Minnesota House advances bill lowering bar to bring workplace harassment cases to court

Opponents said the bill could cause problems for business owners, people accused of harassment.
Lawmakers returned to the Minnesota State Capitol Jan. 8, 2019, for the reconvening of the Legislature. Michael Brun / Forum News Service
Lawmakers returned to the Minnesota State Capitol Jan. 8, 2019, for the reconvening of the Legislature. Michael Brun / Forum News Service

ST. PAUL -- The Minnesota House of Representatives on Thursday, March 21, advanced a bill that would add protections against sexual harassment in the workplace.

On a 113-10 vote, lawmakers approved a change that would add language to the Minnesota Human Rights Act clarifying that harassment does not need to be “severe or pervasive” before it can be deemed actionable in court. The high legal bar has kept cases from being heard and denied justice to people who've experienced harassment, supporters said.

"Victims have not received their day in court," Rep. Kelly Moller, DFL-Shoreview, said. “Today we take affirmative action about the #MeToo movement by saying, 'no more.'”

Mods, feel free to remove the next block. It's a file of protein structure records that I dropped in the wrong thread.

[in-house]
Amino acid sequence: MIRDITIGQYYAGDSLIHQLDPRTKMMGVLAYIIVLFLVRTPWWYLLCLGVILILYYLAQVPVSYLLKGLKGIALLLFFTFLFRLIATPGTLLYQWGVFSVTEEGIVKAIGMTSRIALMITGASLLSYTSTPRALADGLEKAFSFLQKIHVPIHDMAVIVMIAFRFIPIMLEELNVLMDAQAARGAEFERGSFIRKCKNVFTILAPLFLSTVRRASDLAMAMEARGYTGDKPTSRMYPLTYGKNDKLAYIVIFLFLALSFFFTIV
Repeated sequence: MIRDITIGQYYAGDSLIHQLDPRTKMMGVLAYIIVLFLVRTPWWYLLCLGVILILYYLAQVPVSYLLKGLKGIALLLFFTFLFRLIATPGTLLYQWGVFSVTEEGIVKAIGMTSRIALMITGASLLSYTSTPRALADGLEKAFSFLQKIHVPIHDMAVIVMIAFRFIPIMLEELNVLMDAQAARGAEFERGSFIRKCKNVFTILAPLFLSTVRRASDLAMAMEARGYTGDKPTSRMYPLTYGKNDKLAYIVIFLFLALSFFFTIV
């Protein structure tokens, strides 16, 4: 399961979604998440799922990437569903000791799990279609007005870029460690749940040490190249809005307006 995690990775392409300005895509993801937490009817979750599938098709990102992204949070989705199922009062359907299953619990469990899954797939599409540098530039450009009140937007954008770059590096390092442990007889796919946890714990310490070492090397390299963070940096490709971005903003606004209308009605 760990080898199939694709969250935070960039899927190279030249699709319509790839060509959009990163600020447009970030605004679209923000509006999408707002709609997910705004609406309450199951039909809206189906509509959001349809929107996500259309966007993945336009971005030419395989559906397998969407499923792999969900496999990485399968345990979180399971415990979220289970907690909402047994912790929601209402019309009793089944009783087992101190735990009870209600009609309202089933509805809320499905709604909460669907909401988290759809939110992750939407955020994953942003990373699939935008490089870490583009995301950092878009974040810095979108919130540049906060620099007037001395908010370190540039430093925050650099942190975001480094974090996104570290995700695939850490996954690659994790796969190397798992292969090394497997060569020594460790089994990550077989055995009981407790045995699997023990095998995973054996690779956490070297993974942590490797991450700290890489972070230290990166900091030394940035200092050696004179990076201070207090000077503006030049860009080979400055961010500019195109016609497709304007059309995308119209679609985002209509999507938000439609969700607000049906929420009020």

A similar proposal also passed the House in 2018 but never made it to the Senate floor. The proposal came after two lawmakers, a Senate Democrat and a House Republican, were accused of harassment and resigned from their positions.

Opponents of the bill said it could cause serious problems for business owners and could make it harder for those accused of harassment to receive due process.

“Perhaps the pendulum has swung too far,” Rep. Linda Runbeck, R-Circle Pines, said. “They are not considering the potential harm done to the people who are being accused.”